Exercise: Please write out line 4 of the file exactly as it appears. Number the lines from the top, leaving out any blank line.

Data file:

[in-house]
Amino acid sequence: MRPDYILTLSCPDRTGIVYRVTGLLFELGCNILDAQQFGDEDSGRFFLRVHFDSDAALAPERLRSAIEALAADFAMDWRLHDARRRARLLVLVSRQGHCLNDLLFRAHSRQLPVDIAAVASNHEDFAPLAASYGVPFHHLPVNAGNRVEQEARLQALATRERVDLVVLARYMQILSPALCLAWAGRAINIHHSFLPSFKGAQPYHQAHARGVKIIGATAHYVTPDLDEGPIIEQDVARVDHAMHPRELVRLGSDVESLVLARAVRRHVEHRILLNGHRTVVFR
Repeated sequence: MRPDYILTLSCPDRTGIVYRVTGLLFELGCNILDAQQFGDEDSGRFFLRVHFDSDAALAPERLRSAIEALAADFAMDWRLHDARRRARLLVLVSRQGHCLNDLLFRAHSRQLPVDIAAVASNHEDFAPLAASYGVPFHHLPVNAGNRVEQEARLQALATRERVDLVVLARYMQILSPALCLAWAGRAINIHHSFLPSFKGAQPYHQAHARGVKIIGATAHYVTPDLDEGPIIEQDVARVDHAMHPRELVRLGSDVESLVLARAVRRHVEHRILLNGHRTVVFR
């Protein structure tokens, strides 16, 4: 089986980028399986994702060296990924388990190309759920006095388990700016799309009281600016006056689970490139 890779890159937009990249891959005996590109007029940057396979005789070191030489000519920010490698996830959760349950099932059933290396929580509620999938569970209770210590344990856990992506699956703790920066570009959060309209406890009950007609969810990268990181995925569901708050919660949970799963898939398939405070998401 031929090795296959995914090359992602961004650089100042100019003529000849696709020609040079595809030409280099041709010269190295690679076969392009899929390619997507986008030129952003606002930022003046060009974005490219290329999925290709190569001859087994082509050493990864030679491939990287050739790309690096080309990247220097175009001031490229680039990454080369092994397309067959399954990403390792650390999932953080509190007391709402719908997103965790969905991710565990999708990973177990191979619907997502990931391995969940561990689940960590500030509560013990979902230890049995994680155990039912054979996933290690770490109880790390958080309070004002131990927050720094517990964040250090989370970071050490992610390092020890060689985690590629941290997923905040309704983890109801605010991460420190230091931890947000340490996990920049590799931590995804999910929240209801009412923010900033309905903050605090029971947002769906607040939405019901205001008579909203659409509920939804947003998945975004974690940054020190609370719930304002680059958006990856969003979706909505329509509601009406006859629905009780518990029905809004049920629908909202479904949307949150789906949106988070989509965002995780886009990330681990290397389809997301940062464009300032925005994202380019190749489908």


């Protein structure tokens, strides 16, 4: 089986980028399986994702060296990924388990190309759920006095388990700016799309009281600016006056689970490139 890779890159937009990249891959005996590109007029940057396979005789070191030489000519920010490698996830959760349950099932059933290396929580509620999938569970209770210590344990856990992506699956703790920066570009959060309209406890009950007609969810990268990181995925569901708050919660949970799963898939398939405070998401 031929090795296959995914090359992602961004650089100042100019003529000849696709020609040079595809030409280099041709010269190295690679076969392009899929390619997507986008030129952003606002930022003046060009974005490219290329999925290709190569001859087994082509050493990864030679491939990287050739790309690096080309990247220097175009001031490229680039990454080369092994397309067959399954990403390792650390999932953080509190007391709402719908997103965790969905991710565990999708990973177990191979619907997502990931391995969940561990689940960590500030509560013990979902230890049995994680155990039912054979996933290690770490109880790390958080309070004002131990927050720094517990964040250090989370970071050490992610390092020890060689985690590629941290997923905040309704983890109801605010991460420190230091931890947000340490996990920049590799931590995804999910929240209801009412923010900033309905903050605090029971947002769906607040939405019901205001008579909203659409509920939804947003998945975004974690940054020190609370719930304002680059958006990856969003979706909505329509509601009406006859629905009780518990029905809004049920629908909202479904949307949150789906949106988070989509965002995780886009990330681990290397389809997301940062464009300032925005994202380019190749489908």